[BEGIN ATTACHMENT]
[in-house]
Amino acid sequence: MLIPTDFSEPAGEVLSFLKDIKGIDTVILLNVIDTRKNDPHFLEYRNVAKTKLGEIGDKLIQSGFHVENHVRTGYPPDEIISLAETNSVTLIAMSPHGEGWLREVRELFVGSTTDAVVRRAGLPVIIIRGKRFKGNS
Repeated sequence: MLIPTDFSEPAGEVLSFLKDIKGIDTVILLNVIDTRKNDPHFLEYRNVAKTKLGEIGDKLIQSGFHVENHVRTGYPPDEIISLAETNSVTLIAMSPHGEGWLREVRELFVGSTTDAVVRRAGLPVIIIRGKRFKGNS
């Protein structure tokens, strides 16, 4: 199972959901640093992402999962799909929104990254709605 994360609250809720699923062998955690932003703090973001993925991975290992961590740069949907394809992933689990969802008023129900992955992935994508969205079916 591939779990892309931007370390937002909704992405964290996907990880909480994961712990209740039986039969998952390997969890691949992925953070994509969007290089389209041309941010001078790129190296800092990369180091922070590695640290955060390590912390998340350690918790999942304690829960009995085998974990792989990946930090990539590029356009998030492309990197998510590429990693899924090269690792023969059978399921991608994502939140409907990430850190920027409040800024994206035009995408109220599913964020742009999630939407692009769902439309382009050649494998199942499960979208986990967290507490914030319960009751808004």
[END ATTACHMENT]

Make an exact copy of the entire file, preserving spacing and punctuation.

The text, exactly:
[in-house]
Amino acid sequence: MLIPTDFSEPAGEVLSFLKDIKGIDTVILLNVIDTRKNDPHFLEYRNVAKTKLGEIGDKLIQSGFHVENHVRTGYPPDEIISLAETNSVTLIAMSPHGEGWLREVRELFVGSTTDAVVRRAGLPVIIIRGKRFKGNS
Repeated sequence: MLIPTDFSEPAGEVLSFLKDIKGIDTVILLNVIDTRKNDPHFLEYRNVAKTKLGEIGDKLIQSGFHVENHVRTGYPPDEIISLAETNSVTLIAMSPHGEGWLREVRELFVGSTTDAVVRRAGLPVIIIRGKRFKGNS
């Protein structure tokens, strides 16, 4: 199972959901640093992402999962799909929104990254709605 994360609250809720699923062998955690932003703090973001993925991975290992961590740069949907394809992933689990969802008023129900992955992935994508969205079916 591939779990892309931007370390937002909704992405964290996907990880909480994961712990209740039986039969998952390997969890691949992925953070994509969007290089389209041309941010001078790129190296800092990369180091922070590695640290955060390590912390998340350690918790999942304690829960009995085998974990792989990946930090990539590029356009998030492309990197998510590429990693899924090269690792023969059978399921991608994502939140409907990430850190920027409040800024994206035009995408109220599913964020742009999630939407692009769902439309382009050649494998199942499960979208986990967290507490914030319960009751808004």